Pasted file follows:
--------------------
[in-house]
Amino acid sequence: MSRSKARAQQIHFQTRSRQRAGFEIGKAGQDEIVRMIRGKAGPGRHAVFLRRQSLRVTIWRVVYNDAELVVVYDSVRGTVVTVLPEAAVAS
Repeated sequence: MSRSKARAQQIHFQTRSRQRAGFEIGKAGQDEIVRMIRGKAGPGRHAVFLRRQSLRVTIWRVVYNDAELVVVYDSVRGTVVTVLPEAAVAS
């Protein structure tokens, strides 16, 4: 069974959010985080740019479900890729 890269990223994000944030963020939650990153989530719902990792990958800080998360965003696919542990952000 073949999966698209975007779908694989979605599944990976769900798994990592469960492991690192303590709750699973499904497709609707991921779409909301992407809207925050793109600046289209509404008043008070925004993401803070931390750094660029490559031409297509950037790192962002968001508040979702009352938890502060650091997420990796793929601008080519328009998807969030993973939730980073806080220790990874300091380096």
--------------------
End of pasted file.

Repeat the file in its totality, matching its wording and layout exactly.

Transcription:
[in-house]
Amino acid sequence: MSRSKARAQQIHFQTRSRQRAGFEIGKAGQDEIVRMIRGKAGPGRHAVFLRRQSLRVTIWRVVYNDAELVVVYDSVRGTVVTVLPEAAVAS
Repeated sequence: MSRSKARAQQIHFQTRSRQRAGFEIGKAGQDEIVRMIRGKAGPGRHAVFLRRQSLRVTIWRVVYNDAELVVVYDSVRGTVVTVLPEAAVAS
């Protein structure tokens, strides 16, 4: 069974959010985080740019479900890729 890269990223994000944030963020939650990153989530719902990792990958800080998360965003696919542990952000 073949999966698209975007779908694989979605599944990976769900798994990592469960492991690192303590709750699973499904497709609707991921779409909301992407809207925050793109600046289209509404008043008070925004993401803070931390750094660029490559031409297509950037790192962002968001508040979702009352938890502060650091997420990796793929601008080519328009998807969030993973939730980073806080220790990874300091380096």